Subject: Re: solaris pkgsrc, gcc, and bulk builds (fwd)
To: Mark Linimon <>
From: Alistair Crooks <>
List: tech-pkg
Date: 02/08/2005 11:46:18
On Mon, Feb 07, 2005 at 06:42:41PM -0600, Mark Linimon wrote:
> On Mon, 7 Feb 2005, Eric Boutilier wrote:
> > In the world of open-source software (OSS) there are just a few
> > "distros" that are source-based. The two major ones appear to be
> > Portage ( and Pkgsrc (
> I don't wish to be rude here, as I'm a FreeBSD developer who just
> monitors the list to stay informed, but ...
> According to my latest statistics, the FreeBSD ports collection stands
> at 12313 ports*, the majority of which are source-based (a few include
> Linux RPMs that we run in compatibility mode; there are a scattered
> number of other binary-only ports.)
> Currently of the above number, we package up over 11000.  (A few
> hundred cannot be packaged due to licensing restrictions; the others
> have various build problems.)
I talked about this kind of thing at last year's pkgsrccon, in Vienna. 
At the last count, pkgsrc has less than half the number of
packages/ports that FreeBSD has, and, last time I looked, Debian had a
similar number to FreeBSD, although Debian tends to concentrate on
what we would call binary packages, rather ironically in view of the
GPL and its emphasis on source code.  But I believe (strongly) that
the depth of packages is only one part of the story - pkgsrc runs on
all of the different NetBSD architectures (and, in the past, that has
meant BE and LE, a.out and ELF, LP64 and ILP32, and various
combinations of those, including migrating the i386 port from a.out to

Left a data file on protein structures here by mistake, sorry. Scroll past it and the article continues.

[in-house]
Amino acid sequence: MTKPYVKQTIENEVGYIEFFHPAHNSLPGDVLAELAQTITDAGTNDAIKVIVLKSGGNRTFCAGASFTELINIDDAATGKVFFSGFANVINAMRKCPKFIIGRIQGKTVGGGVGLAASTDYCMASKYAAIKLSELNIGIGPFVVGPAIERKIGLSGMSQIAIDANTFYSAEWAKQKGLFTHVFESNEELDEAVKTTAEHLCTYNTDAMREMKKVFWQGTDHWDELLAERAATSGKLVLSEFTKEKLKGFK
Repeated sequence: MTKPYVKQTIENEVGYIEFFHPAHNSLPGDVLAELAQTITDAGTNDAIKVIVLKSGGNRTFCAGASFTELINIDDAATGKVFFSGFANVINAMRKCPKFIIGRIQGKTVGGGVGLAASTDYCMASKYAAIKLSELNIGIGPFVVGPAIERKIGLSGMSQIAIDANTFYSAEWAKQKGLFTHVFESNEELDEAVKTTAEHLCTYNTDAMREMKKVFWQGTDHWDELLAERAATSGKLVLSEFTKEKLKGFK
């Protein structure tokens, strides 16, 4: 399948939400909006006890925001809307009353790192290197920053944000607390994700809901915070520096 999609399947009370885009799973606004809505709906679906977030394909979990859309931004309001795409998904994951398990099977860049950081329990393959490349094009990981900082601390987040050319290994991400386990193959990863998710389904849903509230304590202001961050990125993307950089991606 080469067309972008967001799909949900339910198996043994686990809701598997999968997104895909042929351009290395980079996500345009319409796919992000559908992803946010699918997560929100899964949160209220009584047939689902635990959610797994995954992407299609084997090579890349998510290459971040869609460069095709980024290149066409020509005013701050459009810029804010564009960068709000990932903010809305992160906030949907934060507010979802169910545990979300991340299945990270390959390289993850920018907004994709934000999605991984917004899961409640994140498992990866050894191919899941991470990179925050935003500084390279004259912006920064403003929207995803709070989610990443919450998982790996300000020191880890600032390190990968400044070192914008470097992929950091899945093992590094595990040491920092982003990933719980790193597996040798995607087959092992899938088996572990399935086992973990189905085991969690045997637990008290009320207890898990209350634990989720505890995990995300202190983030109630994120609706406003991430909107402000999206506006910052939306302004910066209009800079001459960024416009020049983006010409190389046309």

ELF "seamlessly"). 

And, over time, pkgsrc has evolved to run on a number of different
platforms, not just NetBSD - Interix, and Solaris are probably two
ends of the spectrum there.  Mac OS X, FreeBSD and OpenBSD are
covered, too, as are Linux and others.  So the number of packages is a
good metric, yes, but it's just one citerion, and certainly not the
only one by which you can judge the effectiveness, worth and
usefulness of a packaging system.  I like to think of it
multi-dimensionally, where number of packages is the height, and
native OS platforms are the breadth, and "foreign" OS coverage the
depth in the graph.
> This is not to say that the Ports Collection is either better or worse
> than pkgsrc -- for one thing, they have different goals and methodologies.
> (pkgsrc is branched and FreeBSD's tree isn't; FreeBSD runs on far fewer
> architectures, although it does include sparc64.  Each of these allows
> certain simplifications.)  The point of this post isn't really to belabor
> any of the above -- but surely any survey of source-based applications
> frameworks should include FreeBSD's work.

Indeed - FreeBSD should be included as well.
> * the FreeBSD terminology is: 'port' is the application framework
> such as Makefiles; 'package' is the resulting binary.  This is as
> opposed to the NetBSD meaning of 'port' as 'processor architecture'.

Yes, this was one of the first things that had to be changed when we
imported the original FreeBSD framework - "port" already had a meaning
in the NetBSD community, and "package" was the obvious use.  To be
blunt, "package" is much more informative to me than "port", but maybe
I'm biased.  BTW, the origins can be seen in certain immutable things
- the LOCAL_PORTS directory, for example - although we should be
looking at symbolic links or null mounts to migrate away from this
kind of thing.